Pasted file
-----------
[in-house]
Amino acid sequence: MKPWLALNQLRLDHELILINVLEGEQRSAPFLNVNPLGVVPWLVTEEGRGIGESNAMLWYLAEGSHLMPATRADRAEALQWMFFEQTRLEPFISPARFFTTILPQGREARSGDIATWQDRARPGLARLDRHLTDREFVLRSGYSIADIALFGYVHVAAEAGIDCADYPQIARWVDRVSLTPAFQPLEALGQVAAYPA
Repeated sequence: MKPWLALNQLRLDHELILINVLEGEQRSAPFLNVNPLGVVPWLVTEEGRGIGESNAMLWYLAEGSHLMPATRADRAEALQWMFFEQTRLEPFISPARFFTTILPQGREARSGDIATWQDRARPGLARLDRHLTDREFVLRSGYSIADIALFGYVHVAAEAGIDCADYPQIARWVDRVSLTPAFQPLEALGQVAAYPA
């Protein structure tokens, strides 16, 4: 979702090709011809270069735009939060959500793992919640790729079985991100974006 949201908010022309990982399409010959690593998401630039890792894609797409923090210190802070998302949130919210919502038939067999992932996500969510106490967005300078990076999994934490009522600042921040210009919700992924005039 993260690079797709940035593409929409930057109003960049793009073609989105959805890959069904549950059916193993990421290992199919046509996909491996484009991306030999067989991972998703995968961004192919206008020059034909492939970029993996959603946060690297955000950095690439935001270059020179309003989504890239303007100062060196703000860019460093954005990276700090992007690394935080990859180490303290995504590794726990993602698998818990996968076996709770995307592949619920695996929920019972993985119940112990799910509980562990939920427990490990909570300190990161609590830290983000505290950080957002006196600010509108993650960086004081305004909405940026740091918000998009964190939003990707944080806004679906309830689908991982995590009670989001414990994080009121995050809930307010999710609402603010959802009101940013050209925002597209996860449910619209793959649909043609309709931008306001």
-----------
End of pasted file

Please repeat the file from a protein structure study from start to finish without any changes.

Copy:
[in-house]
Amino acid sequence: MKPWLALNQLRLDHELILINVLEGEQRSAPFLNVNPLGVVPWLVTEEGRGIGESNAMLWYLAEGSHLMPATRADRAEALQWMFFEQTRLEPFISPARFFTTILPQGREARSGDIATWQDRARPGLARLDRHLTDREFVLRSGYSIADIALFGYVHVAAEAGIDCADYPQIARWVDRVSLTPAFQPLEALGQVAAYPA
Repeated sequence: MKPWLALNQLRLDHELILINVLEGEQRSAPFLNVNPLGVVPWLVTEEGRGIGESNAMLWYLAEGSHLMPATRADRAEALQWMFFEQTRLEPFISPARFFTTILPQGREARSGDIATWQDRARPGLARLDRHLTDREFVLRSGYSIADIALFGYVHVAAEAGIDCADYPQIARWVDRVSLTPAFQPLEALGQVAAYPA
């Protein structure tokens, strides 16, 4: 979702090709011809270069735009939060959500793992919640790729079985991100974006 949201908010022309990982399409010959690593998401630039890792894609797409923090210190802070998302949130919210919502038939067999992932996500969510106490967005300078990076999994934490009522600042921040210009919700992924005039 993260690079797709940035593409929409930057109003960049793009073609989105959805890959069904549950059916193993990421290992199919046509996909491996484009991306030999067989991972998703995968961004192919206008020059034909492939970029993996959603946060690297955000950095690439935001270059020179309003989504890239303007100062060196703000860019460093954005990276700090992007690394935080990859180490303290995504590794726990993602698998818990996968076996709770995307592949619920695996929920019972993985119940112990799910509980562990939920427990490990909570300190990161609590830290983000505290950080957002006196600010509108993650960086004081305004909405940026740091918000998009964190939003990707944080806004679906309830689908991982995590009670989001414990994080009121995050809930307010999710609402603010959802009101940013050209925002597209996860449910619209793959649909043609309709931008306001």